Mike took the shears to this one the first year we were here. We lost flowers and berries the following year and it has had an odd shape ever since! Restoration pruning was the only way.. hope it works.

  3. Jane and Lance Hattatt February 28, 2015 at 11:48 am - Reply

    We really do think, Jessica, that you have done the right thing in giving the Pyracantha a massive heart attack. It now has two chances – live or die! We suspect that it will choose life, after which it should be much easier to curb its wayward ways.

    Constant division of the snowdrops, ‘in the green’ after flowering, will certainly help towards achieving large drifts in future years. We did create over time a Snowdrop Walk by doing just that.

    • Jessica February 28, 2015 at 8:04 pm - Reply

      I find it ironic, and somewhat cruel, that WordPress has chosen to pick for a related post a photo of the pyracantha in all its berrying glory! But hopefully, if it does indeed choose life, I can better manage it. If not, the winch will be the next thing out of the shed.

  4. wherefivevalleysmeet February 28, 2015 at 12:48 pm - Reply

    You did a good hatchet job on the Pyracantha, its berries are lovely but its growth and thorns thuggish.
    Your plant certainly looks like a Hydrangea petiolaris, but can’t be as it flowers mid-summer.
    I have a rare climbing Hydrangea seemannii growing on one house wall but it is an evergreen

    • Jessica February 28, 2015 at 8:07 pm - Reply

      It may well have flowered mid summer Rosemary, it was so off my radar last year that I didn’t really notice it. Just a few twigs sticking out of the mass of the pyracantha.

  5. Jo February 28, 2015 at 1:23 pm - Reply

    That’s quite a severe chopping back, but I’m sure it will thank you for it and pay dividends. Your mystery shrub definitely looks like a hydrangea, it will be interesting to see what emerges. Hellebores are the perfect flowers to plant on a bank, you can never see their true beauty when you’re looking down on them so you’ll be able to see them in all their glory positioned as they are.

    • Jessica February 28, 2015 at 8:11 pm - Reply

      I’ve been to a couple of sloping gardens where hellebores are planted high up and they are particularly effective. I just hope they do well because they were a bugg*r to get up there and I don’t fancy moving them!

  6. Vera Coe February 28, 2015 at 1:34 pm - Reply

    Oh you have such a pretty garden, and makes me think that I really should pay attention to my garden out front of the house which I have only visited a couple of times this year…..my excuse? Been busy with the house! Well that’s my excuse and I am sticking to it!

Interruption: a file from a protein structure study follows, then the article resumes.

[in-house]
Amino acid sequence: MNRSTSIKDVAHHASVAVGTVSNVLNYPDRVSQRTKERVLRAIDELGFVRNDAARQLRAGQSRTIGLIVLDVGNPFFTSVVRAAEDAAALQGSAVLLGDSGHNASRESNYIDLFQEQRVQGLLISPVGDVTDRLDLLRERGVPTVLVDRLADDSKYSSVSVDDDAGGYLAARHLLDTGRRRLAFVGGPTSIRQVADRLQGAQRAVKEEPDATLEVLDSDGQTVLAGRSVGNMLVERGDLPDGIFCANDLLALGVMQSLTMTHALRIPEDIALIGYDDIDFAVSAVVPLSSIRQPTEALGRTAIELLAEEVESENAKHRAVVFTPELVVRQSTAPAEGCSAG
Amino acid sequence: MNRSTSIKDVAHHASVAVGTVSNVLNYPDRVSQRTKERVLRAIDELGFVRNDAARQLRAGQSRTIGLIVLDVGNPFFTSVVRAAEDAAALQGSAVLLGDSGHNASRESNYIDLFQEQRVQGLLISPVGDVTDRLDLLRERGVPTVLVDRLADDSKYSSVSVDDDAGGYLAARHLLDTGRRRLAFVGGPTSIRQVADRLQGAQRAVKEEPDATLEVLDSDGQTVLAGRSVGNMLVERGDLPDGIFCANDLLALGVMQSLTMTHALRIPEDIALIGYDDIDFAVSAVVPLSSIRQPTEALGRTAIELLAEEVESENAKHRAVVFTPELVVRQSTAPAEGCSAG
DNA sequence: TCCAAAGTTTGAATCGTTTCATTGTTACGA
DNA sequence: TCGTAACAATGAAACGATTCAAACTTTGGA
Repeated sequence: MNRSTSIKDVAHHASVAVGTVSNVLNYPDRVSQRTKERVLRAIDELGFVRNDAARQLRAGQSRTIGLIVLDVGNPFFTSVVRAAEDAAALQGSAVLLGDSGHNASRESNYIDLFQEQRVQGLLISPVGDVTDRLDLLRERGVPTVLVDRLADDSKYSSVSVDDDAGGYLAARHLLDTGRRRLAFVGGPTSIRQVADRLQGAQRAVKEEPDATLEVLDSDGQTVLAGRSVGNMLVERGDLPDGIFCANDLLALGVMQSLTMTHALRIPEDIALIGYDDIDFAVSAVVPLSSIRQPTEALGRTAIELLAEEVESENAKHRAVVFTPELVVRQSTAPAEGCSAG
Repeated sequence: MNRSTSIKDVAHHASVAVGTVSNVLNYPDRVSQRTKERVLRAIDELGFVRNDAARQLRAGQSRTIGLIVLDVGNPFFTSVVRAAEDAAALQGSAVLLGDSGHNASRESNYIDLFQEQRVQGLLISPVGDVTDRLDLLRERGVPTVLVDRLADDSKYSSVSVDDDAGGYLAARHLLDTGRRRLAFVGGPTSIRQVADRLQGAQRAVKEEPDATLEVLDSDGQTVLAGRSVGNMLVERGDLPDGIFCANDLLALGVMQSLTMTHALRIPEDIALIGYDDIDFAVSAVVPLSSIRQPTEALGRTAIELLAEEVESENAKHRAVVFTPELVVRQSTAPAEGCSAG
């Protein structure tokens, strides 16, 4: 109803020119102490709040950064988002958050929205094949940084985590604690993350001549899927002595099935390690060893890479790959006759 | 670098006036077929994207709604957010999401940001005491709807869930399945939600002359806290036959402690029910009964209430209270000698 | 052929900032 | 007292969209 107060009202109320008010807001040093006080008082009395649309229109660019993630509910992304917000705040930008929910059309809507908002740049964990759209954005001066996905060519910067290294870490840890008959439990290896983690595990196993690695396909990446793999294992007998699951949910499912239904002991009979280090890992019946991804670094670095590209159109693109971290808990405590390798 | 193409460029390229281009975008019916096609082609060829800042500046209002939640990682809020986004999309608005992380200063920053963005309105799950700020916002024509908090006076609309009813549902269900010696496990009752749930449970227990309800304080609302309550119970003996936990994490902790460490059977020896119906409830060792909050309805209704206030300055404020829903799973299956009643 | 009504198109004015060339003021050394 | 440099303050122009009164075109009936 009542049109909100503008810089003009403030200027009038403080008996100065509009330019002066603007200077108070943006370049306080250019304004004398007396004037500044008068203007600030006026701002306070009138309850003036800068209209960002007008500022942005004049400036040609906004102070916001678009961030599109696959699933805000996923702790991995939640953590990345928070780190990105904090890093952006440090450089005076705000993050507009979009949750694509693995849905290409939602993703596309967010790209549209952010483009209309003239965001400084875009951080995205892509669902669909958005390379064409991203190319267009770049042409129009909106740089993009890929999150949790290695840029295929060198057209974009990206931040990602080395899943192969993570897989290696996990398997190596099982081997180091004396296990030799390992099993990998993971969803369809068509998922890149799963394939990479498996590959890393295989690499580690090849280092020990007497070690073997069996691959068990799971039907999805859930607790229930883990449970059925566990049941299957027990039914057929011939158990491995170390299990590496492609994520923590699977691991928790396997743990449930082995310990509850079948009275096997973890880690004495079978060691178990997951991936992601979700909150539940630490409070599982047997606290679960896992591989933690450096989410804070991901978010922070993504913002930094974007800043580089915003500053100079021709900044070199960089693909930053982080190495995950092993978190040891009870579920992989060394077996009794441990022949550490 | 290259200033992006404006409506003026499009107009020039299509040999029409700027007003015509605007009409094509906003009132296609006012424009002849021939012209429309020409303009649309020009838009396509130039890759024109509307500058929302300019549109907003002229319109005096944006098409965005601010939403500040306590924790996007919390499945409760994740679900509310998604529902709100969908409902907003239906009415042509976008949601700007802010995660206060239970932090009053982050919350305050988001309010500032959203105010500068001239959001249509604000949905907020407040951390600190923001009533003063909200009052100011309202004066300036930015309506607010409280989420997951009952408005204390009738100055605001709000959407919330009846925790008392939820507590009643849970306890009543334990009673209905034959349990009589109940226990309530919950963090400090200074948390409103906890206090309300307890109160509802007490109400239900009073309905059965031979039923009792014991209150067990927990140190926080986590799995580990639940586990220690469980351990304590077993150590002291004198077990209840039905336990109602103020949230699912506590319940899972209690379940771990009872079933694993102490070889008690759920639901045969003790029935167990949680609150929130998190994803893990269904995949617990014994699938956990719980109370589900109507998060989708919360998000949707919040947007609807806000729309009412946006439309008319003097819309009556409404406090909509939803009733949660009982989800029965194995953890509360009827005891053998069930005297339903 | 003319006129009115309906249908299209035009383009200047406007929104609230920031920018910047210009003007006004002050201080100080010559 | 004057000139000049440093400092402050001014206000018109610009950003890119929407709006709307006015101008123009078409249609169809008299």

• Jessica February 28, 2015 at 8:13 pm - Reply

      It’s a very valid excuse Vera. I’m well behind with the garden this year having spent too much time on the house. I haven’t even bought any seeds yet, never mind sown anything.

  7. Backlane Notebook February 28, 2015 at 1:39 pm - Reply

    Hydrangea petiolaris is my guess and those flowers are from last year and could be pruned. It will put out lovely fresh green leaves in March followed by flowers in May.

    • Jessica February 28, 2015 at 8:18 pm - Reply

      Thanks, I’ve looked it up and you could well be right. I love the way the flowers have stayed all winter and now look so papery and delicate, very much like other lace cap hydrangeas in the garden. I shall give it a good tidying up now that I can get around it.

  8. Amy February 28, 2015 at 2:55 pm - Reply

    I can’t wait to see your mystery shrub come into bloom! I love the way you’re working with the visual possibilities of the slope, especially with the hellebores… I needed something like that for Nectaroscordum; its blooms are so non-descript from above and quietly lovely from below, inducing backbreaking viewing postures… I can think of some fritillaries that would benefit – or at least the gardener would benefit! – from being planted above eye level as well. That slope is on its way to being wonderful 🙂

    • Jessica February 28, 2015 at 8:23 pm - Reply

      There are all sorts of possibilities for the slope now I’ve started to think about it. It could become a space for ‘special’ snowdrops giving me a close up view of the detailed differences. Fritillaries are a good idea too (away from the pheasant). Nectaroscordum is one of my favourite bulbs.

  9. Donna@Gardens Eye View February 28, 2015 at 3:04 pm - Reply

    I love it as you explore the slope here….lots of blooms and fiddleheads starting so spring definitely has come to you….and that one vine or shrub is interesting as I thought it was a hydrangea too, but not with berries. I am going with a climbing hydrangea or Hydrangea anomala or Hydrangea petiolaris.